Additional published microarrays on purified cells were as follows: Sf1/Nr5a1:GFP from ovaries and testes aged 10.5 through 13.5 dpc (E-MEXP-454, [38]) or 10.5–11.5 dpc (GSE3463, [56]), as well as Sry:GFP-positive supporting somatic cells aged 13.5 dpc (GSE4928, [57]). We also reanalysed a Wnt4-/- newborn kidney microarray that was deposited but is not accompanied by publication (GSE6288).

Principal component analysis

Several approaches are available to identify markers of biological interest from microarray data. Completely unsupervised approaches, which do not incorporate information on class identity, perform less well than their supervised counterparts, which instead use such information explicitly. Supervised algorithms include recent versions of discriminant analysis (such as "prediction analysis of microarray, PAM, [29]). The design thus favors the identification of the most strongly class-discriminatory biomarkers. However, it is not clear how the resulting informative biomarkers, besides their role in the output classifier, might be related to one another. In addition, the identification is vulnerable to any bias resulting from a priori definition of the classes. Therefore, a mixed unsupervised-supervised approach may represent a better solution.

Principal component analysis (PCA) is an unsupervised method for clustering and classification that, contrary to other unsupervised algorithms (such as hierarchical or k-means clustering), incorporates a statistical description of the datasets. In general, the purpose of PCA is to rotate data points into a new coordinate system, such that the majority of the variance in the data is distributed along the directions of a subset of the new axes. This facilitates visualization of significant patterns or trajectories within the data. In addition, the resulting axes are uncorrelated. Thus, each axis can represent the activity of clusters of genes showing a specific pattern (i.e., positively or negatively correlated expression patterns), or linear combinations thereof, and each pattern is uncorrelated to the others, thus possibly representing an independent biological process. PCA has its own drawbacks (e.g., interpretation of axes representing complex combinations of patterns of covariation may be challenging, and axes associated with small amounts of variance may be spurious). However, it can identify the major uncorrelated trends of variation in the data and quantify their contribution to the total variance.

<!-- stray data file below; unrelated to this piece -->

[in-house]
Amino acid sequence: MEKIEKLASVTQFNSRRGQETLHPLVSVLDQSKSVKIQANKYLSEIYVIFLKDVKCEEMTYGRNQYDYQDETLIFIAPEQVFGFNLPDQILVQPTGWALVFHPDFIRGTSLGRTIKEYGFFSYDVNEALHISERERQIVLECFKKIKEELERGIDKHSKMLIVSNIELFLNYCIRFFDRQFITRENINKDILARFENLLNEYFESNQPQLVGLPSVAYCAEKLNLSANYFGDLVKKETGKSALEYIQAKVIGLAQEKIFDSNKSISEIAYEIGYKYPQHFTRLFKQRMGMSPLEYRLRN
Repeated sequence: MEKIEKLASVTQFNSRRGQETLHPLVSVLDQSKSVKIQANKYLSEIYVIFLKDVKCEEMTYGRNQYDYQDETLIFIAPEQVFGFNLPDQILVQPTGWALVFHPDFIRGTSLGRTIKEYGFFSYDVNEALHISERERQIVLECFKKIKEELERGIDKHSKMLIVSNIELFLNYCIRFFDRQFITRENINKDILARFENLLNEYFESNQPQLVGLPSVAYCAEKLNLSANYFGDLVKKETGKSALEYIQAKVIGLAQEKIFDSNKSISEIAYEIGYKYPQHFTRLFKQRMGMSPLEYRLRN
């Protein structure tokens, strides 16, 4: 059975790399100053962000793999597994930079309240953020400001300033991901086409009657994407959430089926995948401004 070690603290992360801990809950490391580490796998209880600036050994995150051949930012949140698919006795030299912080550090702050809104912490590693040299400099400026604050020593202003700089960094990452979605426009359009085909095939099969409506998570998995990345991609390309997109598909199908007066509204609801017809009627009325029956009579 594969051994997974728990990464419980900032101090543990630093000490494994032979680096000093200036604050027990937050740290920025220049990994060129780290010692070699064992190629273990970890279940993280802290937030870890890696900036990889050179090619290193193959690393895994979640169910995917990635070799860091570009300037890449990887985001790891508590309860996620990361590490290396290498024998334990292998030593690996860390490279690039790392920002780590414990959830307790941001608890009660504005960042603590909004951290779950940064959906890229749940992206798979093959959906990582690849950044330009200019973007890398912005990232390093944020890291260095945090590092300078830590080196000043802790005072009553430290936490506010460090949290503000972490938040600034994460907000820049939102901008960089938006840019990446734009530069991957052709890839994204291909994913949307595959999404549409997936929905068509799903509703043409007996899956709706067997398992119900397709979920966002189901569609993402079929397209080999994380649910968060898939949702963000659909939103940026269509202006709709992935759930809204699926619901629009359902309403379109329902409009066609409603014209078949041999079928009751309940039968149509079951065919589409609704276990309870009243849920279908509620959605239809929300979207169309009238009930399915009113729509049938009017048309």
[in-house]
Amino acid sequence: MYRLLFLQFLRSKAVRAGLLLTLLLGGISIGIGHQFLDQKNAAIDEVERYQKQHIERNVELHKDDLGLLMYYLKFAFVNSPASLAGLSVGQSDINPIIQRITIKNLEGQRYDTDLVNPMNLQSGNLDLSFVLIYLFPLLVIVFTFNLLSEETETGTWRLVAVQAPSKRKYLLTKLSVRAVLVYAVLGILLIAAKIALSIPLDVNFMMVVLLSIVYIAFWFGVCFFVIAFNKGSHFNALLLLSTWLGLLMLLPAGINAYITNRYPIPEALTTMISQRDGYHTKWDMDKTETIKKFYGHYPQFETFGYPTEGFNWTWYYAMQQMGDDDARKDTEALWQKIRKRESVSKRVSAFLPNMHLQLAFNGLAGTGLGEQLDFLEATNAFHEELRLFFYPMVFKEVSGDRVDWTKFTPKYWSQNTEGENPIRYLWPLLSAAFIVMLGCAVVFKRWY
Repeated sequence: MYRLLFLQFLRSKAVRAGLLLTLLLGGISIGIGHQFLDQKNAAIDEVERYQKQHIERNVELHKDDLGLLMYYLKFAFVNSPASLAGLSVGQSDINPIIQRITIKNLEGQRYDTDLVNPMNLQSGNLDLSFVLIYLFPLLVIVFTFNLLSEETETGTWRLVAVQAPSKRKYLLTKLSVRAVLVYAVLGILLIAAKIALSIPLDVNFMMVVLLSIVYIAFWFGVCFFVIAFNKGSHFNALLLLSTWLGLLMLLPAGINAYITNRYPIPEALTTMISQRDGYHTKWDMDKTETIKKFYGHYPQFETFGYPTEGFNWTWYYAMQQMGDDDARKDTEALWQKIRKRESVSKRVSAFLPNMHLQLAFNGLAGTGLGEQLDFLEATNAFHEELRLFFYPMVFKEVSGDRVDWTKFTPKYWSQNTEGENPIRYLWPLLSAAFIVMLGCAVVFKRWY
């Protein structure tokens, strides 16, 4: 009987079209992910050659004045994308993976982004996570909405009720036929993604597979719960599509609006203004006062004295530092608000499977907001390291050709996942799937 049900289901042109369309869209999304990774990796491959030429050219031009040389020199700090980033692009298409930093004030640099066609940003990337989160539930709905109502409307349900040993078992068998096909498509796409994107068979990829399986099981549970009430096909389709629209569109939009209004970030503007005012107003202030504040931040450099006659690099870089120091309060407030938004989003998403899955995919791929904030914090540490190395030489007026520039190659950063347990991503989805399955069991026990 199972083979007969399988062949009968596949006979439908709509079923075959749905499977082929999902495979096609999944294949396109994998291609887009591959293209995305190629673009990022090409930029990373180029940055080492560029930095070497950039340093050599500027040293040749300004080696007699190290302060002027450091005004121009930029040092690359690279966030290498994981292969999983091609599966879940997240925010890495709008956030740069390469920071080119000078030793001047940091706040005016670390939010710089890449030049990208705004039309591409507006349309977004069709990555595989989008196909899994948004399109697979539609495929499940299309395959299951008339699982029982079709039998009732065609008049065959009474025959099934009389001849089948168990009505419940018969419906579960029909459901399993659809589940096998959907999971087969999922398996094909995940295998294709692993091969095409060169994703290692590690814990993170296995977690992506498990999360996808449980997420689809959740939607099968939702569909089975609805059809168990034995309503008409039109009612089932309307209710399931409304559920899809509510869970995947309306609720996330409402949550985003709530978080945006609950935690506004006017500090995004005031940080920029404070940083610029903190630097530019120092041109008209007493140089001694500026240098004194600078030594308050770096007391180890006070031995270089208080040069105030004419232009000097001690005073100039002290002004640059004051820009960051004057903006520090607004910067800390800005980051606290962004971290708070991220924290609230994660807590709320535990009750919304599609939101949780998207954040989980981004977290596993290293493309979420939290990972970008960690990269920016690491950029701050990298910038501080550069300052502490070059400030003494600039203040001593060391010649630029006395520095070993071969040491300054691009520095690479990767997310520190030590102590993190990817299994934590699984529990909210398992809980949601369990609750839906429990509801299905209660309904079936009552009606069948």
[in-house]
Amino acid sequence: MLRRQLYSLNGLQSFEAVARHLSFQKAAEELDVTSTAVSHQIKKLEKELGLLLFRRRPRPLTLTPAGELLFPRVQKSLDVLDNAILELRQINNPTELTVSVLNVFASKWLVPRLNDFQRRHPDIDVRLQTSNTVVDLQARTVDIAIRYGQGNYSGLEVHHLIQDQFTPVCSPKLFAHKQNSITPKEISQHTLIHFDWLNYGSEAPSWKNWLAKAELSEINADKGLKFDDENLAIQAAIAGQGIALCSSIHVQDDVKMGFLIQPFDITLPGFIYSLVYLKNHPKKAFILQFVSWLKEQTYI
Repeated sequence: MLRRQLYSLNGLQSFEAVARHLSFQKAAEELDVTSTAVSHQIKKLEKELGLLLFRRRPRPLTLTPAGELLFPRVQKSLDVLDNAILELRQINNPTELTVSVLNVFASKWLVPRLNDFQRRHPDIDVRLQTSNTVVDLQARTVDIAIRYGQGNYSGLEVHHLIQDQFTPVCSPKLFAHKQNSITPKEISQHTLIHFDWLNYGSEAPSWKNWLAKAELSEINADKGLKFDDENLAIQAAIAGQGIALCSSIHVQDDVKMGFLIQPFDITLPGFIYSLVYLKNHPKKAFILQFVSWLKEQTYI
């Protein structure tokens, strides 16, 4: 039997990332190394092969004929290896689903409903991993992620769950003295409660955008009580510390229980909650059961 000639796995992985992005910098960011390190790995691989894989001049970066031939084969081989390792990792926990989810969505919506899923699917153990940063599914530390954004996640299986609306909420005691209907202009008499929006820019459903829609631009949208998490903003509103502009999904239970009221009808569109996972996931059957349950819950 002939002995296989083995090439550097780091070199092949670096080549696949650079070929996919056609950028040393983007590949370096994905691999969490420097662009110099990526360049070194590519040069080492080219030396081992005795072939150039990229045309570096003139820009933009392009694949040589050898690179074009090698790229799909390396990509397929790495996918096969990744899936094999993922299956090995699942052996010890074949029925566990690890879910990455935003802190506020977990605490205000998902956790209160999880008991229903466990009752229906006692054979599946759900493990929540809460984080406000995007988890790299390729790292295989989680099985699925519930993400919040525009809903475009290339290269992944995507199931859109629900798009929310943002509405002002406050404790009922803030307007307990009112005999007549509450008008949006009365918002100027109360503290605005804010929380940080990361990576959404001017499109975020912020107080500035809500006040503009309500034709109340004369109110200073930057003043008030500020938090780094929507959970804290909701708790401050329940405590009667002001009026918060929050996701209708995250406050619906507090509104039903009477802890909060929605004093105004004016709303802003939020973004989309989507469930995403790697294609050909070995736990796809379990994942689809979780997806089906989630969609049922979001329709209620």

Mixed unsupervised-supervised approaches to PCA have been proposed that restrict the dataset to the genes that may be considered more informative for a biological process of interest, by other statistical methods [58, 59]. The resulting approach, which might be termed "calibrated PCA" (because no explicit information on predefined classes is provided), was found to perform as well as as the best fully supervised classification algorithms that are currently available [59]. Furthermore, the approach retains the ability, which is inherent in PCA, to reveal any additional unpredicted patterns that may exist within and among the known classes, thus reducing the effect of any biases at the step of class selection.

Based on these considerations, we used a general approach defining minimal "classes" as the known biological conditions, i.e., the set of replicates that were available for each combination of genotype and developmental stage under study. We obtained the lists of genes that showed the highest level of variation across such predefined classes using the Focus software ([30], setting the standard cutoff at Focus score 4; see below) and carried out standard PCA on the values for such genes in the samples of interest.